Piaras Béaslaí (1881-1965)

[var. Beaslaí; anglice Piers Beasley]; b. Liverpool; educ. by Jesuits; became ed. of English Catholic Times; moved to Dublin, 1904; fnd. Gaelic Speakers League; arrested for part in “Playboy riot”, 1907; gave up post with Evening Telegraph, Dublin, to work for Gaelic League; fnd. ed., An Fáinne, and fnd. Society of Gaelic Writers; ed. board Irish Freedom; joined Irish Volunteers; ed. An tOglach; served as president of Na hAisteoirí [Risings], dramatic society; proposed the motion that Gaelic League constitution should include the goal of an independent Ireland, Gaelic and free from foreign influence at the 1915 Ard Fheis, purportedly the inspiration of Pearse's oration at Donovan Rossa's graveside and the immediate occasion of Douglas Hyde's resignation from the League Presidency;
participated in 1916 Rising, as vice-commandant to Ned Daly in the Four Courts; engaged British forces in North King St.; worked closely with Collins at headquarters as IRA Publicity Director; imprisoned in Mountjoy, 1916 and later Strangeways, Manchester, from which he escaped, escaped in March 1919; recaptured after 3 months; elected TD East Kerry, Dec. 1918-12; elected TD West Limerick, 1921-23; voted for Treaty in 1921; appt. Commandant General of the National Army and head of Press Censorship Dept. during Civil War; toured America, 1922; toured USA on publicity campaign, 1922; published ‘Comrade’s Tribute’ in An Saorstát (30 Aug. 1922);
issued Cluiche Cártí (1920); published Political Formulae Instead of Principles (1922); resigned from Free State Army, 1923 [var. 1924]; commissioned to write the life of Michael Collins by the dead man’s elder br. Seán, on behalf of the family, and produced Michael Collins and The Making of the New Ireland (2 vols., 1926), heavily criticised by Richard Mulcahy, P. S. O’Hegarty, and others as underestimating the collective contribution; he later claimed that members of De Valera’s cabinet ordered raids on his home in which papers were removed in Oct. 1925; won Gold medal for play in Irish, Tailteann Games 1929; issued Astronar (1928), a novel;
wrote Danar (1929), a play; plays collected as A Sgaothaire agus Cúig Drámaí Eile (1929); also An Bhean Chródha (1931), Cuigheachas (1936), An Fear as Buenos Aires (1936), An Fear Fograidheachta (1938), a farce; Cormac na Coille (n.d.) and Fear an Sgéilín Grinn (n.d.); trans. Goldsmith, She Stoops to Conquer (1939) and wrote The Story of the Catholic Commercial Club, Dublin 1881-1954 (?1957); coined the term ‘irregular’ used to designate Republican forces in 1922; d. 22 June, Dublin; his life of Collins, though scanty on details of Collins’s private life, was reprinted by De Burca in a boxed set in 2009. DIW DIB DIH OCIL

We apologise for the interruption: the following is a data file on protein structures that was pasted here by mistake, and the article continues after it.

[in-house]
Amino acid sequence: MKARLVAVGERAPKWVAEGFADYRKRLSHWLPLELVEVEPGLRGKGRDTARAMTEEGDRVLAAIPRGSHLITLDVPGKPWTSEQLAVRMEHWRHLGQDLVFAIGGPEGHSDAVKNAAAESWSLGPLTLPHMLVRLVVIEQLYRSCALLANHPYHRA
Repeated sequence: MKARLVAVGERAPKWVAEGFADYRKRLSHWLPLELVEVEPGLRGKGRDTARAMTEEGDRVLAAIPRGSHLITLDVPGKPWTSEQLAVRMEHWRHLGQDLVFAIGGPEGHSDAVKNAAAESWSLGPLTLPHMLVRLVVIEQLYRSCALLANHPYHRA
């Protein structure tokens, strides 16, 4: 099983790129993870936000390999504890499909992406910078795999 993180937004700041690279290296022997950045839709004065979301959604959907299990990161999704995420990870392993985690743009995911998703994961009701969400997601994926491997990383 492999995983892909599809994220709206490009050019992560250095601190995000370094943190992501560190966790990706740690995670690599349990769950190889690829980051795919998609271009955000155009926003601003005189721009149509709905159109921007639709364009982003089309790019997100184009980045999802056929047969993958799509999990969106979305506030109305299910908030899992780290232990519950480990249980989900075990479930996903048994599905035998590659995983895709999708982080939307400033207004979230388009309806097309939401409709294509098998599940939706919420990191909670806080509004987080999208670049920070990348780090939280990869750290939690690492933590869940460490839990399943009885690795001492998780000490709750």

[ top ]

Drama, Fear na Milliún Púnt (Dublin 1915); An Sgaothaire agus Cuig Dramaí Eile (Baile Atha Cliath 1929), 172pp [poetry and plays]. Poetry, Bealtáine 1916 & Dánta Eile (1920); Éigse nua-Gaedhilge [cuid 1-11] (1933-34). Fiction, Astronár (1928); Earc agus Áine agus Scéalta Eile (1946).

Prose, Michael Collins and The Making of the New Ireland, 2 vols. (Dublin: Phoenix 1926), and Do., as Michael Collins: Soldier and Statesman [abridged 1 vol. edn.] (Dublin: Talbot Press 1937), xii, 430pp., with pls. & ports. [see also under Michael Collins, infra].

Miscellaneous, ed., Songs, Ballads, and Recitations by Famous Irishmen (Dublin: Walton Musical Instrument Galleries [n.d.]).

[ top ]

Deirdre MacMahon, ‘“A Worthy Monument to a Great Man”: Piaras Béaslaí’s Life of Michael Collins’, Bullán: An Irish Studies Journal, Vol. 2, No. 2 (Spring/Summer 1996), pp.55-65.

See also lengthy citations and disparagements of Béaslaí’s Michael Collins and the Making of a New Ireland, in St. John Ervine, Craigavon (1949), pp.404 and 435.

[ top ]

Henry Boylan, Dictionary of Irish Biography (Dublin: Gill & Macmillan 1988): b. Liverpool, ed. local Jesuit College; ed. Catholic Times, England; arrived Dublin, 1904; fnd. An Fáinne; president of Na hAisteoirí [Rising], dram. soc.; proposed motion that Gaelic League should stand for free and Gaelic Ireland independent of foreign influence, leading to resignation of Hyde, 1915 congress; fought in N. King St. area in 1916 Rising; escaped jail in Ireland and from Strangeways, Manchester; Dir. Publicity IRA; voted for Treaty in 1921; toured USA on publicity campaign, 1922; head of press censor dept. during civil war; RD East Kerry, 1918-21; comm.-gen. of army; TD Kerry and West Limerick, 1921-23; resigned from army, 1924; Gold medal for play in Irish, Tailteann Games 1929; also Astronar (1928), novel; An Danar (1929), [play]; d. Dublin, 22 June.

Doherty & Hickey, A Chronology of Irish History Since 1500 (Dublin: Gill & Macmillan 1989); lists works titles Cluiche Cártí (1920); Political Formulae Instead of Principles (1922); Michael Collins and the Making of a New Ireland (2 vols., 1926); A Sgaothaire agus cúig drámaí eile (1929); Danar (1929), [play]; An Bhean Chródha (1931); Cuigheachas (1936); An fear as Buenos Aires (1936); Michael Collins, Soldier and Statesman (1937); Cormac na Coille [n.d.]; Fear an sgéilín grinn [n.d.], [play]; The Story of the Catholic Commercial Club, Dublin 1881-1954 (Dublin: Piaras Beaslai Publisher ?1957, var. 1958); ed. Arthur Griffith, Songs, Ballads and Recitations [n.d.]; trans. Goldsmith, She Stoops to Conquer (1939).

University of Ulster at Coleraine, Morris Collection holds Éigse No-Ghaedhilge, cuid a haon agus a do, 2 vols. (c. 1935).

[ top ]

Ernie O’Malley, The Singing Flame, pref. by Frances-Mary Blake (Dublin: Anvil Books, 1978), p. 7; notes that Béaslaí coined the term ‘irregular’ for the Republican forces in 1922 (p.7)

Tom McIntyre accredits Beaslaí’s two-volume life of Collins, the end of which ‘left me [McIntyre] quivering’, with the inspiration for his own Good Evening, Mr Collins, in Frank McGuinness, ed., The Dazzling Dark: New Irish Plays (London: Faber 1996), ‘Afterword’, p.231ff.

[ top ]